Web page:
The "Show Theatre" was pretty small so I arrived early to get a seat but found it was guarded by a young chap with sports jacket who had a list of names and emails on a clipboard. I guessed mine would not be on it (nor, of course, Buff's) so stood at a well chosen position, just outside, to the edge of the walkway to the front.

So I got a good view of the likes of Volvo legend Knut Frostad (above) as he headed up not just once but twice, the first time for "Event of the Year", namely the Volvo, and secondly for his well earned life-time achievement award above:
It was on his way up to get the first of these impressive silver trophies that he accidentally rammed into me, so I did, as Buff indicated, bump into Kut Frostad. I also was standing close to Rick Tomlinson whose photography course I'd been on back in 2013, so said hello to him.

Another winner was Guo Chuan for his record breaking traverse of the North-East passage. There'd been a talk earlier in the day on that expedition that I'd been sorry to miss and he wasn't there so the award was picked up by another in the team:
The "Pro Sailor of the Year" award was won by Ian Walker who also couldn't be there so the prize was picked up by his mum, below, with Yachts and Yachting's editor Georgie Corlett-Pitt:
Ian had written a rather lovely message about how much he owed to his parents which was so nice his mum ended up unable to finish reading it aloud and Gorgie Corlett-Pitt had to take over.

There were many other prizes which I guess can be found in Yachts and Yachting magazine. The most enthusiasm was probably for the prizes for "Youth Sailor of the Year", where there was a healthy representation from young women sailors, and many congratulations to Mimi El-Khazindar & Emma Loveridge (winners) and Eleanor Poole (runner up).

It was an event with a definite upbeat feel to it: lots going on, exciting days for sailors in the UK, with a big round of applause showing support for the Ben Ainslie America's Cup team, new faces and new yachts to get 2016 off to a good start.

Saturday, January 16, 2016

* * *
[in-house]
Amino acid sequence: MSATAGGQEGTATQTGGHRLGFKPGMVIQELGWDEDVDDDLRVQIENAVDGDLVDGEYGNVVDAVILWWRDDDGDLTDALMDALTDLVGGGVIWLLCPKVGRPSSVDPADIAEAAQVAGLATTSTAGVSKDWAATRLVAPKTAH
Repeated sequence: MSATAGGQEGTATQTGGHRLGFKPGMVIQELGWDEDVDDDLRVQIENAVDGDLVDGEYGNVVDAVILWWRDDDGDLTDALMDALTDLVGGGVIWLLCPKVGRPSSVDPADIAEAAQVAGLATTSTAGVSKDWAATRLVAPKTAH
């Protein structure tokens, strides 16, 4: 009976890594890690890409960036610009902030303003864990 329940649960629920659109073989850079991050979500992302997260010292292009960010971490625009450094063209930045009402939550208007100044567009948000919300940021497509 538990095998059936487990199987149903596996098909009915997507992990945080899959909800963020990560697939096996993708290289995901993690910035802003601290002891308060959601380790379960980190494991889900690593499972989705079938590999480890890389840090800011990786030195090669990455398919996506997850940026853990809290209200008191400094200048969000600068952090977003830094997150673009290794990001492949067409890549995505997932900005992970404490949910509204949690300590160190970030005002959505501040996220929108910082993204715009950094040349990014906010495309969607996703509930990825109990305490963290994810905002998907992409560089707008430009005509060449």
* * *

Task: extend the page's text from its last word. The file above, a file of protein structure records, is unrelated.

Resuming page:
Buff livens up party night at the London Boat Show

G'day all! Buff Staysail here! Buff by name and Buff by nature!

Thursday night was party night at the London Boat Show and there was free champagne flowing all over the Excel (oops, my bad)!!!

My eye was of course caught by the Sunseeker stand (above) and it was around then that I lost touch with JP as he was heading to the Yachts and Yachting Award thingy (yawn - there was a list and Buff wasn't on it) while I thought it would be better to check out the Riva Aquariva stand where there was even more champagne and a fashion show of beachwear from Nichole De Carle (holy cow JP, you so missed a treat there - see below!!!).

My head is a bit worse for wear today but I remember something about Volvo legend Knut Frostad and JP bumping into each other but maybe I got the wrong end of that stick.

This is your's truly, Boat Show Party Buff, over and out.

NDCM-boatshow-WEB-hd from Nichole de Carle on Vimeo.

Tuesday, January 12, 2016

London Walks: Limehouse Canal Loop

Over the holiday break I did one of London's urban walks along the canals and rivers of east London, starting and ending in Limehouse. It's a loop recommended in the book the "Thames Path in London" as a diversion from that route and very enjoyable it is too.

Starting from the DLR station it starts off heading north up the pathway on the east side of the Grand Union Canal (not the west as shown in the map in the Thames Path book, which apart from this small "feature" is very good indeed) passing locks and heading under one of the old bridges:
While the commercial traffic might have moved from the waterways to the roads, the canals still are enjoyed:
It's not all urban landscapes, with some welcome wildlife, plants and animals: